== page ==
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Topic review - Hotchkiss 6 pounder QF in Rhino3D
Author Message
  Post subject:  Re: Hotchkiss 6 pounder QF in Rhino3D  Reply with quote
A fascinating project!

Someone mentioned earlier in the thread about RCN Saluting guns.

Here are some photos of current service RCN Saluting guns - these appear to be WW2 6 Pd AT guns mounted on modified original 3Pd QF mounts from VS&M in some cases dated 1901.

IMG_7800.JPG [ 278.86 KiB | Viewed 120 times ]
IMG_7804.JPG [ 183.06 KiB | Viewed 120 times ]
IMG_7805.JPG [ 142.94 KiB | Viewed 120 times ]
Post Posted: Fri Nov 19, 2021 12:06 pm
  Post subject:  Re: Hotchkiss 6 pounder QF in Rhino3D  Reply with quote
Excellent! A search for the cruiser Cosmao turned up a photo linked here: ... entier.jpg

Would love to see more images of your model of this ship. The tumblehome hull and especially the bow are exotic. Michael

Ah. Found your build thread:


Beautiful work.
Post Posted: Tue Feb 16, 2021 8:35 am
  Post subject:  Re: Hotchkiss 6 pounder QF in Rhino3D  Reply with quote
Very interesting post with an amazing amount of detail I wish I had seen this before I modeled my Hotchkiss for my virtual model of the French cruiser Cosmao (1889). It's not that detailed as it's part of a much larger model and the file size is already quite large. Here is what I came up with.

Hoch-1.jpg [ 392.67 KiB | Viewed 353 times ]

Hoch-3.jpg [ 394.34 KiB | Viewed 353 times ]
Post Posted: Sat Feb 13, 2021 10:39 pm
  Post subject:  Re: Hotchkiss 6 pounder QF in Rhino3D  Reply with quote
WWI tank version SIDE.jpg
WWI tank version SIDE.jpg [ 201.34 KiB | Viewed 455 times ]
Thank you Cliff. This shows a WWI version of a Hotchkiss 47 mm. The recoil mechanisms we have been discussing are more highly evolved, or maybe adapted to work inside of a tank. The designer has separated the springs and the shock absorber. The shock, now identified as a "counter recoil" is mounted above the gun tube. The springs, two of them, go below. In this system the cylinders are fixed in position and the piston moves with the gun tube.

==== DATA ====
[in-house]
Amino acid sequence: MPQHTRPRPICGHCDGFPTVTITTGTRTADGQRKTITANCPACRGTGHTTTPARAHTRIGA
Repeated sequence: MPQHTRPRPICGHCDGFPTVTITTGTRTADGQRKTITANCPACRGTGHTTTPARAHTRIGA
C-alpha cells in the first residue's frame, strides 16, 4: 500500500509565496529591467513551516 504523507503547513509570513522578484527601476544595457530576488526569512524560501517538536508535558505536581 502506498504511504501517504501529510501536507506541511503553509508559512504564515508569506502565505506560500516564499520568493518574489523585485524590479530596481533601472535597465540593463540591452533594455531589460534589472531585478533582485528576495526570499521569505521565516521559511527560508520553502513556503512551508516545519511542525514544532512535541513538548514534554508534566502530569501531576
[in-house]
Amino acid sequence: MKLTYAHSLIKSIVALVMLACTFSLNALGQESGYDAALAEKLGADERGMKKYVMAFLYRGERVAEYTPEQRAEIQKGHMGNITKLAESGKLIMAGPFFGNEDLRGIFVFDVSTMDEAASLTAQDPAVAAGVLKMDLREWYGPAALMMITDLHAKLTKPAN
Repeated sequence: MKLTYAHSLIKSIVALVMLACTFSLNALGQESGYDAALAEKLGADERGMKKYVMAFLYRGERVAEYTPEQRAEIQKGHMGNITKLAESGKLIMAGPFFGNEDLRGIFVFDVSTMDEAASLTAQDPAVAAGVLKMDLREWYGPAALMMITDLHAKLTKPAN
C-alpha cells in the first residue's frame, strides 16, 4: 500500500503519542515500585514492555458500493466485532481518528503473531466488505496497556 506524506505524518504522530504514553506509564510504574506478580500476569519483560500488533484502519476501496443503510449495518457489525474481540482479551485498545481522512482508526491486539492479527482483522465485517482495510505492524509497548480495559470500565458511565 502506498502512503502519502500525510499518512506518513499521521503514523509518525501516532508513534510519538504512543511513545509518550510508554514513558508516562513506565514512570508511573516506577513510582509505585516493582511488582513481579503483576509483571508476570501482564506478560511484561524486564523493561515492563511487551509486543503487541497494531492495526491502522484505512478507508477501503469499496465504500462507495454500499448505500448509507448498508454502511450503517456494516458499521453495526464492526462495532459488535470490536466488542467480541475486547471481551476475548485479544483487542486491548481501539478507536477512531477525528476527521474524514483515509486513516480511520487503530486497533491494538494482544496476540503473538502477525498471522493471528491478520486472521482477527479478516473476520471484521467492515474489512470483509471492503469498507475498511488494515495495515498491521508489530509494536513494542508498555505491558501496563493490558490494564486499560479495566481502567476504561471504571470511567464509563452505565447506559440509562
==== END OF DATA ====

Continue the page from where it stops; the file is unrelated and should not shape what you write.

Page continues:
In the early 57 mm I am modeling, the whole system, spring plus shock, is designed within a single long cylinder. The handbook makes it easier to understand the variety of recoil systems that turn up in photos taken across the years. And it is great to see some 3-view machine drawings, rather than perspectives! Michael
Post Posted: Fri Nov 20, 2020 12:37 pm
  Post subject:  Re: Hotchkiss 6 pounder QF in Rhino3D  Reply with quote
Is the following relevant? It's an Army application, but perhaps there are similarities?

Handbook for the Q.F. Hotchkiss 2.244-inch, 6-pdr., 6-cwt. Mark II gun with tank mounting. ... ll9/id/943
Post Posted: Wed Nov 18, 2020 9:02 pm
  Post subject:  Re: Hotchkiss 6 pounder QF in Rhino3D  Reply with quote
Many thanks wefalck. I will assume the displacement of the barrel is a reasonable approximation and proceed to the next step — probably the pintel.

Keen observation about the exaggerated recoils depicted in movies. Michael
Post Posted: Fri Aug 28, 2020 8:47 pm
  Post subject:  Re: Hotchkiss 6 pounder QF in Rhino3D  Reply with quote
If the 80 mm is what you measured, then this is likely to be true. I have never seen any such gun been fired, but have been surprised to see in drawing over how short distance the recoil was stopped. I think we are often mislead by cinema films, where guns either don’t show any recoil or jump madly. I think on youtube you can see some late 19th/early 20th century guns being fired.

A major concern would be the heat dissipation from the recoil brake. The glycerine would heat up fast after a few shots, the kinetic energie being converted into heat. In some guns this seems to have limited the rate of fire, rather than the level of training of the gun crew.
Post Posted: Thu Aug 27, 2020 12:42 pm
  Post subject:  Re: Hotchkiss 6 pounder QF in Rhino3D  Reply with quote
recoil -- max piston travel.jpg
recoil -- max piston travel.jpg [ 95.22 KiB | Viewed 563 times ]

With the brake cylinder mounted, it is now possible to make some basic measurments of the maximum possible travel associated with a recoil. The travel is limited absolutely by the distance that can be moved by the piston inside the shock absorber.

This turned out to be 80 mm, as shown. Not sure this is a realistic value and would welcome comment. It implies that in a single cycle, the piston (actually the cylinder) traverses about 6 inches altogether through the glycerine fluid -- 3 inches aft and then 3 inches forward.
recoil slides aft & brake cylinder.jpg
recoil slides aft & brake cylinder.jpg [ 236.16 KiB | Viewed 563 times ]